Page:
2nd August 07:27
OT: (For some groups) Asthma Inhaler Shortage Warning (asthma)
I'm not implying anything. I making clear statements outright.
30 million people in the US have asthma.
Something in the neighborhood of 5000 of them are getting Xolair.
0.016% would be considered a small minority by just about anyone.
The original leukotriene inhibitors were developed by university scientists
back in the 70's and early 80's. Singulair wasn't even the first one on the market.
1) This is evasive - It does not address my point that the drugs are not
being invented by drug companies - just developed for FDA approval.
2) This is a "straw man" - I never advocated dropping the drugs in the US
to the prices of third world countries. I have been very ******** in saying
we should be paying what the first world countries are paying.
I didn't say development. I said invention.
Again, that does not address my point.
It also does not support your point that if the profit margin were less
(note: less - not zero) that the drug companies would not have developed it.
It seems that just as you did with "Dr Feelgood" that you are trying to
shift losing arguments to ones with more firm footing. You said that without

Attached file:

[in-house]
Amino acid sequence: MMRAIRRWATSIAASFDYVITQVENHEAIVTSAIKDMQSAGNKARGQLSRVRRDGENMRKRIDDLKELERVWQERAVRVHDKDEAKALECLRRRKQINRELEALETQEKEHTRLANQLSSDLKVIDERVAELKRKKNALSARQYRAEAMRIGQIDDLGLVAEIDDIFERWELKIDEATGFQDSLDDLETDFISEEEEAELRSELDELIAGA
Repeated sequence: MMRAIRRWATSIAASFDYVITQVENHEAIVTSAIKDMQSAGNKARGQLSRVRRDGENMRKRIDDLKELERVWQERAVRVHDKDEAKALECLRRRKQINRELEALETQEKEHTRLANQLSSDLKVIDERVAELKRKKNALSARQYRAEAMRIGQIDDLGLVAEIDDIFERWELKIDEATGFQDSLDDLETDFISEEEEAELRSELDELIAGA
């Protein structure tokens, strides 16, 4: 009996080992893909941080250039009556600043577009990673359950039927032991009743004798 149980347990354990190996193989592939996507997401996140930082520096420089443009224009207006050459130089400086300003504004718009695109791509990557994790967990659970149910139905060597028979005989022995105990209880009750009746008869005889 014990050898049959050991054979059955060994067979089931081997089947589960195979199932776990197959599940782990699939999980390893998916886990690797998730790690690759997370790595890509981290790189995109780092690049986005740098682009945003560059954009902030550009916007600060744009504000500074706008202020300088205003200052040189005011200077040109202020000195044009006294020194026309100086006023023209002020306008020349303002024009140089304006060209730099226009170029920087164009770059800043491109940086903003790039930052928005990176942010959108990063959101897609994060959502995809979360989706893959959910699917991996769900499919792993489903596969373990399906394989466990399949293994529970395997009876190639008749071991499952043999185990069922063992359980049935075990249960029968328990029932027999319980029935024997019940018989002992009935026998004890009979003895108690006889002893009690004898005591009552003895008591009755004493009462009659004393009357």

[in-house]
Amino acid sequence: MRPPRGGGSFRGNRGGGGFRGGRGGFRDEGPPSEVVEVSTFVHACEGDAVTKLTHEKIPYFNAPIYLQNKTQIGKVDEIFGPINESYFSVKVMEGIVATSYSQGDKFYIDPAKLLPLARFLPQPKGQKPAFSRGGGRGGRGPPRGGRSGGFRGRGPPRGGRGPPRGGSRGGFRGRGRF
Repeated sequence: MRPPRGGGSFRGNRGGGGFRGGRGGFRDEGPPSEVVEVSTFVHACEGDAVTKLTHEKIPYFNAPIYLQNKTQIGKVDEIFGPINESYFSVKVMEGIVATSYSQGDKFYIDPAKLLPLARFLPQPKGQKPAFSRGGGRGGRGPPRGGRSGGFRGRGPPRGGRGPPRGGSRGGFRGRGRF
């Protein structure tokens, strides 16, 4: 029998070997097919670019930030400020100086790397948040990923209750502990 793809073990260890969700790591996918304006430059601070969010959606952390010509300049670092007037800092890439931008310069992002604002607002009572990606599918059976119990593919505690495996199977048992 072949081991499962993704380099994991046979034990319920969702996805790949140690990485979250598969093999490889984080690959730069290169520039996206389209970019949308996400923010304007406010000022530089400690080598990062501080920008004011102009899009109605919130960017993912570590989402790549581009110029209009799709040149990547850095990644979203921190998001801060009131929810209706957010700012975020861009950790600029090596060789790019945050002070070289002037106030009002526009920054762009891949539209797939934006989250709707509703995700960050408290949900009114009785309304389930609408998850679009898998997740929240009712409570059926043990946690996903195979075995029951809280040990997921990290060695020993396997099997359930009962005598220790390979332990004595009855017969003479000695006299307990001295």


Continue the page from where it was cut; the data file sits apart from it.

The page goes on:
the high prices paid in the US the drug companies would not be motivated to
invent new drugs. I pointed out that both elements of that are wrong. The
drug companies only rarely, if ever, invent new types of drugs and they will
continue bringing new drugs to market for substantially less money than they
The first assertion is just a fact. I can't prove where every drug was
invented. Your inability to point out any novel drugs that were invented by
drug companies and efforts to shift the discussion to bringing (already
invented classes of) drugs to market is, however, supportive. If drug
company R&D is making significant contributions to the innovation of new
types of drugs then it should be easy for you to do as I have asked and name
5 of them.
The second assertion is supported by two facts:
1) The drug company profts are multiples, often ten times, of other
industries that continue to bring out new products regularly (such as cars).
2) They have no choice. If they do not bring out new products within two
decades they will have no more patented products to sell.
I have yet to see you offer any valid argument at all against either of
those two assertions. If you can't please either just say so or stop
responding. Don't try to change the argument to one you think you can win.